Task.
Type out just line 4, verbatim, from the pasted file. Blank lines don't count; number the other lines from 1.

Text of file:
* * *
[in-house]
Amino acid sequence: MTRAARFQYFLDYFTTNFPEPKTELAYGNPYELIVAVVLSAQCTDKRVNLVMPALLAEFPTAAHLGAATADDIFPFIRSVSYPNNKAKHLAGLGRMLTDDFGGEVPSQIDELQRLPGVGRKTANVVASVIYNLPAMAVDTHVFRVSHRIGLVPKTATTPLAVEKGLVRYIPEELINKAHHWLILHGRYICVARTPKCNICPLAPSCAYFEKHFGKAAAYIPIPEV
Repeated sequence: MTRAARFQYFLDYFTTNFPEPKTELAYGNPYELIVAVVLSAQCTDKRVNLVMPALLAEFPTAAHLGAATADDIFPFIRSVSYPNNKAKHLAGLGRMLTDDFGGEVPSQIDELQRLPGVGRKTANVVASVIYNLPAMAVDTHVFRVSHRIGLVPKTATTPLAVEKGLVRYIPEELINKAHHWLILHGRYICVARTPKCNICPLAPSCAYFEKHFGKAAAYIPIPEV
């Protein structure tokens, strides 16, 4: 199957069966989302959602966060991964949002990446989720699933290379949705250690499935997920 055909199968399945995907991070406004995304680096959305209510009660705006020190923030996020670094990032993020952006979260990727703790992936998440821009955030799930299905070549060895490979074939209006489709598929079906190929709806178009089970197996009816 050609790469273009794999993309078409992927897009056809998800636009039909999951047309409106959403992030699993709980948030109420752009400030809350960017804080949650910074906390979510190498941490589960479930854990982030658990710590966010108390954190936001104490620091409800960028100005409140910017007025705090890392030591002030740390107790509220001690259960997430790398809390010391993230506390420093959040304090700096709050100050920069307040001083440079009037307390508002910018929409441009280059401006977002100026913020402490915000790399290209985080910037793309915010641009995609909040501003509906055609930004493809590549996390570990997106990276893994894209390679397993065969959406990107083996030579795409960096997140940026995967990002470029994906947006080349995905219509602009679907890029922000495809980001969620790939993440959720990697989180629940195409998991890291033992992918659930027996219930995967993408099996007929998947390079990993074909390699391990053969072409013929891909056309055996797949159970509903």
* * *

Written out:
């Protein structure tokens, strides 16, 4: 199957069966989302959602966060991964949002990446989720699933290379949705250690499935997920 055909199968399945995907991070406004995304680096959305209510009660705006020190923030996020670094990032993020952006979260990727703790992936998440821009955030799930299905070549060895490979074939209006489709598929079906190929709806178009089970197996009816 050609790469273009794999993309078409992927897009056809998800636009039909999951047309409106959403992030699993709980948030109420752009400030809350960017804080949650910074906390979510190498941490589960479930854990982030658990710590966010108390954190936001104490620091409800960028100005409140910017007025705090890392030591002030740390107790509220001690259960997430790398809390010391993230506390420093959040304090700096709050100050920069307040001083440079009037307390508002910018929409441009280059401006977002100026913020402490915000790399290209985080910037793309915010641009995609909040501003509906055609930004493809590549996390570990997106990276893994894209390679397993065969959406990107083996030579795409960096997140940026995967990002470029994906947006080349995905219509602009679907890029922000495809980001969620790939993440959720990697989180629940195409998991890291033992992918659930027996219930995967993408099996007929998947390079990993074909390699391990053969072409013929891909056309055996797949159970509903």